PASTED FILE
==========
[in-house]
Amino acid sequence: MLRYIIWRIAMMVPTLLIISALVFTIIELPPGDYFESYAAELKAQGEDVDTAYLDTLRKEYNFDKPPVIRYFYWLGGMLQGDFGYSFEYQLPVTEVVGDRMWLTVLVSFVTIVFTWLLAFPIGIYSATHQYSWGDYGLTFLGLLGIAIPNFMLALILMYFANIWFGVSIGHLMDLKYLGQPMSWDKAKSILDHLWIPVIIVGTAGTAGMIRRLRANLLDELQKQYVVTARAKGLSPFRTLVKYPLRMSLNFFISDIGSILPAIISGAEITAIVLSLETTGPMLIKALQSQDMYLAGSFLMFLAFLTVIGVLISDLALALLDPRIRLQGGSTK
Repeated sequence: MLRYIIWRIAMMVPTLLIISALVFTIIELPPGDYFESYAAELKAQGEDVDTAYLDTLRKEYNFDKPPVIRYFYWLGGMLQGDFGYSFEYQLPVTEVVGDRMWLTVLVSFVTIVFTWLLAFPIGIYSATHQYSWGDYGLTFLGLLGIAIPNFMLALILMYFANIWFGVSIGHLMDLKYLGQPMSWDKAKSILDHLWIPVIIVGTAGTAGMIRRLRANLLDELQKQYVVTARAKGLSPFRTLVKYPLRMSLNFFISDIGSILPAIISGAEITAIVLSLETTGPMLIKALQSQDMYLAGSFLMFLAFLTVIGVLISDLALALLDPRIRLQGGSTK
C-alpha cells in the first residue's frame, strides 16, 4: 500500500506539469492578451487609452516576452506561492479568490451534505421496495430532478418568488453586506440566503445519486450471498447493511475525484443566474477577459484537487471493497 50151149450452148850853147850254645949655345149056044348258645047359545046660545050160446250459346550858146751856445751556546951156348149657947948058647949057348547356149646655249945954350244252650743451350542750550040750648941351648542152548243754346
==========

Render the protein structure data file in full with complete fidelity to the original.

[in-house]
Amino acid sequence: MLRYIIWRIAMMVPTLLIISALVFTIIELPPGDYFESYAAELKAQGEDVDTAYLDTLRKEYNFDKPPVIRYFYWLGGMLQGDFGYSFEYQLPVTEVVGDRMWLTVLVSFVTIVFTWLLAFPIGIYSATHQYSWGDYGLTFLGLLGIAIPNFMLALILMYFANIWFGVSIGHLMDLKYLGQPMSWDKAKSILDHLWIPVIIVGTAGTAGMIRRLRANLLDELQKQYVVTARAKGLSPFRTLVKYPLRMSLNFFISDIGSILPAIISGAEITAIVLSLETTGPMLIKALQSQDMYLAGSFLMFLAFLTVIGVLISDLALALLDPRIRLQGGSTK
Repeated sequence: MLRYIIWRIAMMVPTLLIISALVFTIIELPPGDYFESYAAELKAQGEDVDTAYLDTLRKEYNFDKPPVIRYFYWLGGMLQGDFGYSFEYQLPVTEVVGDRMWLTVLVSFVTIVFTWLLAFPIGIYSATHQYSWGDYGLTFLGLLGIAIPNFMLALILMYFANIWFGVSIGHLMDLKYLGQPMSWDKAKSILDHLWIPVIIVGTAGTAGMIRRLRANLLDELQKQYVVTARAKGLSPFRTLVKYPLRMSLNFFISDIGSILPAIISGAEITAIVLSLETTGPMLIKALQSQDMYLAGSFLMFLAFLTVIGVLISDLALALLDPRIRLQGGSTK
C-alpha cells in the first residue's frame, strides 16, 4: 500500500506539469492578451487609452516576452506561492479568490451534505421496495430532478418568488453586506440566503445519486450471498447493511475525484443566474477577459484537487471493497 50151149450452148850853147850254645949655345149056044348258645047359545046660545050160446250459346550858146751856445751556546951156348149657947948058647949057348547356149646655249945954350244252650743451350542750550040750648941351648542152548243754346